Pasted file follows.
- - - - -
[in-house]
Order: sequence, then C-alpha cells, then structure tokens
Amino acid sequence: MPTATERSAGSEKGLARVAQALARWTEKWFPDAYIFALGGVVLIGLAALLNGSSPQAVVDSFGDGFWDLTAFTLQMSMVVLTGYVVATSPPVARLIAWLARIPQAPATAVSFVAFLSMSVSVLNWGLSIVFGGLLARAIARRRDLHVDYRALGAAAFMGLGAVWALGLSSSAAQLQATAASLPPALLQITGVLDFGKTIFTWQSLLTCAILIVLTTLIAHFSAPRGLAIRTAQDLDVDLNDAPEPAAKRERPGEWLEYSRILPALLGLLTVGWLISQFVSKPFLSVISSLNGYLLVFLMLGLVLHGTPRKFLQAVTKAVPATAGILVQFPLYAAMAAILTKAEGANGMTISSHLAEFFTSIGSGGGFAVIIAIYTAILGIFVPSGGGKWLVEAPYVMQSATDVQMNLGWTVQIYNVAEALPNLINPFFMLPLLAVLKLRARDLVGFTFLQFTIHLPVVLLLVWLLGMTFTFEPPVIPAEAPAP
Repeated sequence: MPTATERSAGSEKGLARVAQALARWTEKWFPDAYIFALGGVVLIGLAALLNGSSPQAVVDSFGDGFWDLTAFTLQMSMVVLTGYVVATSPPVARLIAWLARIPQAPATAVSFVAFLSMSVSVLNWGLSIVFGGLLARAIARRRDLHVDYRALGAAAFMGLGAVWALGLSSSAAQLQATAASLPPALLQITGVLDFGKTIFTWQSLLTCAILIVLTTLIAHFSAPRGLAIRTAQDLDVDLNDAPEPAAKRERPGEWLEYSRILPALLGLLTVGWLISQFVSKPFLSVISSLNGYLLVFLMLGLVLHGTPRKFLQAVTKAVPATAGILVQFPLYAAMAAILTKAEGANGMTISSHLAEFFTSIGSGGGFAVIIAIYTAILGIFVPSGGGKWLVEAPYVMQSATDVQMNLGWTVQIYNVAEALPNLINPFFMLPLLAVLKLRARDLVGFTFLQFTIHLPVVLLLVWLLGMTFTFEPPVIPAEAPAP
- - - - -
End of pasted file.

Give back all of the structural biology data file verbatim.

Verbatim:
[in-house]
Order: sequence, then C-alpha cells, then structure tokens
Amino acid sequence: MPTATERSAGSEKGLARVAQALARWTEKWFPDAYIFALGGVVLIGLAALLNGSSPQAVVDSFGDGFWDLTAFTLQMSMVVLTGYVVATSPPVARLIAWLARIPQAPATAVSFVAFLSMSVSVLNWGLSIVFGGLLARAIARRRDLHVDYRALGAAAFMGLGAVWALGLSSSAAQLQATAASLPPALLQITGVLDFGKTIFTWQSLLTCAILIVLTTLIAHFSAPRGLAIRTAQDLDVDLNDAPEPAAKRERPGEWLEYSRILPALLGLLTVGWLISQFVSKPFLSVISSLNGYLLVFLMLGLVLHGTPRKFLQAVTKAVPATAGILVQFPLYAAMAAILTKAEGANGMTISSHLAEFFTSIGSGGGFAVIIAIYTAILGIFVPSGGGKWLVEAPYVMQSATDVQMNLGWTVQIYNVAEALPNLINPFFMLPLLAVLKLRARDLVGFTFLQFTIHLPVVLLLVWLLGMTFTFEPPVIPAEAPAP
Repeated sequence: MPTATERSAGSEKGLARVAQALARWTEKWFPDAYIFALGGVVLIGLAALLNGSSPQAVVDSFGDGFWDLTAFTLQMSMVVLTGYVVATSPPVARLIAWLARIPQAPATAVSFVAFLSMSVSVLNWGLSIVFGGLLARAIARRRDLHVDYRALGAAAFMGLGAVWALGLSSSAAQLQATAASLPPALLQITGVLDFGKTIFTWQSLLTCAILIVLTTLIAHFSAPRGLAIRTAQDLDVDLNDAPEPAAKRERPGEWLEYSRILPALLGLLTVGWLISQFVSKPFLSVISSLNGYLLVFLMLGLVLHGTPRKFLQAVTKAVPATAGILVQFPLYAAMAAILTKAEGANGMTISSHLAEFFTSIGSGGGFAVIIAIYTAILGIFVPSGGGKWLVEAPYVMQSATDVQMNLGWTVQIYNVAEALPNLINPFFMLPLLAVLKLRARDLVGFTFLQFTIHLPVVLLLVWLLGMTFTFEPPVIPAEAPAP